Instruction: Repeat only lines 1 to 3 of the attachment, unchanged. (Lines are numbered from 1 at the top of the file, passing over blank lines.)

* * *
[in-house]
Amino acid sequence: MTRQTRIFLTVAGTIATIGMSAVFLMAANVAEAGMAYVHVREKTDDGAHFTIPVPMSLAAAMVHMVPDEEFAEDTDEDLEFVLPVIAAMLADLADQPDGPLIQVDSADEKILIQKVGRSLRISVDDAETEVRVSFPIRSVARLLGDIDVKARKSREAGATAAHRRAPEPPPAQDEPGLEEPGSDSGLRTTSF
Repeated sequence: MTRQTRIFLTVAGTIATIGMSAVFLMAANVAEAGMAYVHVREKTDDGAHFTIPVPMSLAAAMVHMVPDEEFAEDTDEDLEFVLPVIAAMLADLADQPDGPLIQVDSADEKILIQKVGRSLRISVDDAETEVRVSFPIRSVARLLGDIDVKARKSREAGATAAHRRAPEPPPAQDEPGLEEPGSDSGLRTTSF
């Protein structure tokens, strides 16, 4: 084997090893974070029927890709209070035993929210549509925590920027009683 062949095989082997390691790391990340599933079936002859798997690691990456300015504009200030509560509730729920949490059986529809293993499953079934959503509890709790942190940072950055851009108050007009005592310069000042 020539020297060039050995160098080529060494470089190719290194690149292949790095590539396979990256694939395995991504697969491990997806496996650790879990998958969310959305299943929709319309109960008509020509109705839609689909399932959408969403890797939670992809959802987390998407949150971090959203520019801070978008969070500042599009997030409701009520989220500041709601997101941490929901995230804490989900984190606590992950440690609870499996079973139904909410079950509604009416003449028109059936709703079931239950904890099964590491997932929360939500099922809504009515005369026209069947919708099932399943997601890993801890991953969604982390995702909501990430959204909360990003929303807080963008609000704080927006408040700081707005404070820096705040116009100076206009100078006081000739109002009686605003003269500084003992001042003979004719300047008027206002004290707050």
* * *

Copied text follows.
[in-house]
Amino acid sequence: MTRQTRIFLTVAGTIATIGMSAVFLMAANVAEAGMAYVHVREKTDDGAHFTIPVPMSLAAAMVHMVPDEEFAEDTDEDLEFVLPVIAAMLADLADQPDGPLIQVDSADEKILIQKVGRSLRISVDDAETEVRVSFPIRSVARLLGDIDVKARKSREAGATAAHRRAPEPPPAQDEPGLEEPGSDSGLRTTSF
Repeated sequence: MTRQTRIFLTVAGTIATIGMSAVFLMAANVAEAGMAYVHVREKTDDGAHFTIPVPMSLAAAMVHMVPDEEFAEDTDEDLEFVLPVIAAMLADLADQPDGPLIQVDSADEKILIQKVGRSLRISVDDAETEVRVSFPIRSVARLLGDIDVKARKSREAGATAAHRRAPEPPPAQDEPGLEEPGSDSGLRTTSF